The Chinese economy is growing at a phenomenal rate. This has been apparent in the past few years as the market has boomed. However, does this mean that there will be no future issues for the Chinese economy? The economy is still young, so it will take time for the economy to mature.
That said, there are some indicators that the Chinese economy will have enough economic strength to cope with whatever comes its way. There are two main concerns that have been discussed around the globe. These concerns pertain to the slowing economy in the US and the possible military confrontation between the US and China over Taiwan.
The slowing economic growth rate in the US is being felt right now. Consumer confidence is tepid at best because of the failing housing market. In addition, many economists believe that the US is not effectively using its defense capabilities. These factors have led to a question as to whether or not the US might be moving towards a war with China over Taiwan.
It is hard to see how this issue will affect the overall economic health of the Chinese economy. On one hand, it appears that the US has become increasingly concerned about China's economic growth rate. On the other hand, there is no clear sign that China is moving towards declaring war against the US. It would seem that US concerns are political and economic in nature and not related to their desire to take back Taiwan.
When it comes to the military option, China is definitely on the wrong side of this debate. First off, the People's Republic of China has long been on the opposing sides of every war that has occurred around the world. China's military today is much smaller than the US military and it lacks many of the technological advances that the US military possesses. Second, even if China were to launch an attack on the United States, they would immediately be confronted by our allies in the region. There are too many mutual defense treaties in place for China to just go after the US without them.
There are two possible outcomes when it comes to the US-China economic growth rate debate. One is that the US will raise the interest rates on Chinese assets in order to try and limit the country's ability to make borrowings on US financial markets. This could lead to a severe economic downturn in China and a major reaction from the Chinese people. The second possibility is that the US will cut out all its economic trading relationships with China including those that are necessary for trade.
There are a number of reasons why this could either happen or not. If the US raises the interest rate on Chinese assets, the currency will probably weaken. If the US decides to cut all economic ties, that will also hurt the Chinese economy. It could also lead to a currency devaluation which will make the US dollar stronger, making the Chinese economy vulnerable to a massive recession. However, all of these outcomes are possible but unlikely.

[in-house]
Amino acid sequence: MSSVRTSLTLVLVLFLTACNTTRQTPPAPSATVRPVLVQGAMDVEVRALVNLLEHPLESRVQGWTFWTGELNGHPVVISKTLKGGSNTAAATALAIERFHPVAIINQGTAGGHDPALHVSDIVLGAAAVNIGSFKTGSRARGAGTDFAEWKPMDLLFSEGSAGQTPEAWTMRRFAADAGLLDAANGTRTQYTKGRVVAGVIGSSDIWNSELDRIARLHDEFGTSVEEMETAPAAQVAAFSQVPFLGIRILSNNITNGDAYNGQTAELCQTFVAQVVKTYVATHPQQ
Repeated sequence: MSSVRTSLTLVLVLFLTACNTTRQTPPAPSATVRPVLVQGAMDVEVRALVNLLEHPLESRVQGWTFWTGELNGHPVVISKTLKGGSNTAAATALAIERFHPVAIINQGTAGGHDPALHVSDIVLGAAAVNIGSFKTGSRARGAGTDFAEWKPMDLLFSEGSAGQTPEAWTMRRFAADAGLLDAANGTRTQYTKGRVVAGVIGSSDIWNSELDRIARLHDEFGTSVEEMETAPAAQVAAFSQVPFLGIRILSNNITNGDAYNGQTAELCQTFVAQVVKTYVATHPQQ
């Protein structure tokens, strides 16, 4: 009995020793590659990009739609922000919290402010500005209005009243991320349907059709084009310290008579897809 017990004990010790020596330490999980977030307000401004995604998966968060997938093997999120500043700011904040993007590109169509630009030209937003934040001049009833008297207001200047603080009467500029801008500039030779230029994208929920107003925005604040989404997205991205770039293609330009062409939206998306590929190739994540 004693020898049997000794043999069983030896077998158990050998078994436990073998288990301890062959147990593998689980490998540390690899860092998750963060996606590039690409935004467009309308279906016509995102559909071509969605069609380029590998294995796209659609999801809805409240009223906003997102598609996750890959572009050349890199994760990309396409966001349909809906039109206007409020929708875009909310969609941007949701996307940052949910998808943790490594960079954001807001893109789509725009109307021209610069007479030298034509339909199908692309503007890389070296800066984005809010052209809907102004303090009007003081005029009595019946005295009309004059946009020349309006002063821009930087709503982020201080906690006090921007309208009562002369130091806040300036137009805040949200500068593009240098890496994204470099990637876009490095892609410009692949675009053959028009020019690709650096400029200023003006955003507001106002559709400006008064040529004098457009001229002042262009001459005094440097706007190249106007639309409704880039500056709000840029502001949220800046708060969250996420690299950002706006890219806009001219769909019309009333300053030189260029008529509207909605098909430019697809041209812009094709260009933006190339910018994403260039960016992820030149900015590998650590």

There are two important factors that help determine the actual economic growth rate in China. First, China has been slow to develop other industries that are geared towards high-end commercialization like telecommunications and information technology. These industries were previously . . . . . . developed in western countries where labor costs were lower. The second important factor that helps determine the growth rate in China is the government's decision to liberalize the economy.
The market reforms and globalization have led to a rapid decline in the cost of manufacturing in China. This has been offset by the fact that China has a huge reserve of cheap labor. However, these aspects cannot be overlooked as they have had a profound impact on China's economic growth. As a result, China's economic growth has always been lagging that of the US.
Currently, China's economic growth rate is slowing down, although it may get higher in the future. One of the reasons for this is that there is a slowing population growth rate (due to lack of enough young people to procreate). The slowdown in the economy also hurts China's export sector, especially its import base. A slower economic growth rate reduces China's ability to accumulate surplus foreign currency, a key aspect of its external trade. All of these factors, plus the ongoing threat of US economic war, have played a role in slowing down China's economic growth.
Currently, China's economic growth rate is still above potential. However, China needs to make major structural changes to its economic model if it wants to continue to propel its economy to the next level. One of the most important structural changes is to address the problem of over-valuation. Another important structural change is to enhance industrial efficiency, reduce over-capacity and allow free rein to innovate and invest in new technologies. Only then can China continue its great economic expansion.